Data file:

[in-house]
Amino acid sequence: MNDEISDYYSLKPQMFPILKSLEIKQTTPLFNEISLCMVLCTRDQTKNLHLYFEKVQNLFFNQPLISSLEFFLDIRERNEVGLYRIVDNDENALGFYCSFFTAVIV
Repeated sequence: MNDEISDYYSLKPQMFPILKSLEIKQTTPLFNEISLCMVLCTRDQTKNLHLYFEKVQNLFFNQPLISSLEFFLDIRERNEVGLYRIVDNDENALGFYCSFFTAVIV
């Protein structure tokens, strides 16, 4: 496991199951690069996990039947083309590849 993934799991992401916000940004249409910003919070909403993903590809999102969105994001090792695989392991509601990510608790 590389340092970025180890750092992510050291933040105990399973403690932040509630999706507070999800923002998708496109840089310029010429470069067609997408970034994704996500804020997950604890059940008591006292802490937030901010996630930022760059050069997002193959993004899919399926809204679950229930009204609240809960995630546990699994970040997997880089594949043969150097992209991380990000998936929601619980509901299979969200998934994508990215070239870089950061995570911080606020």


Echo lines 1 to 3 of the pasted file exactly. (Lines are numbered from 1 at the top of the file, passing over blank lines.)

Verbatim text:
[in-house]
Amino acid sequence: MNDEISDYYSLKPQMFPILKSLEIKQTTPLFNEISLCMVLCTRDQTKNLHLYFEKVQNLFFNQPLISSLEFFLDIRERNEVGLYRIVDNDENALGFYCSFFTAVIV
Repeated sequence: MNDEISDYYSLKPQMFPILKSLEIKQTTPLFNEISLCMVLCTRDQTKNLHLYFEKVQNLFFNQPLISSLEFFLDIRERNEVGLYRIVDNDENALGFYCSFFTAVIV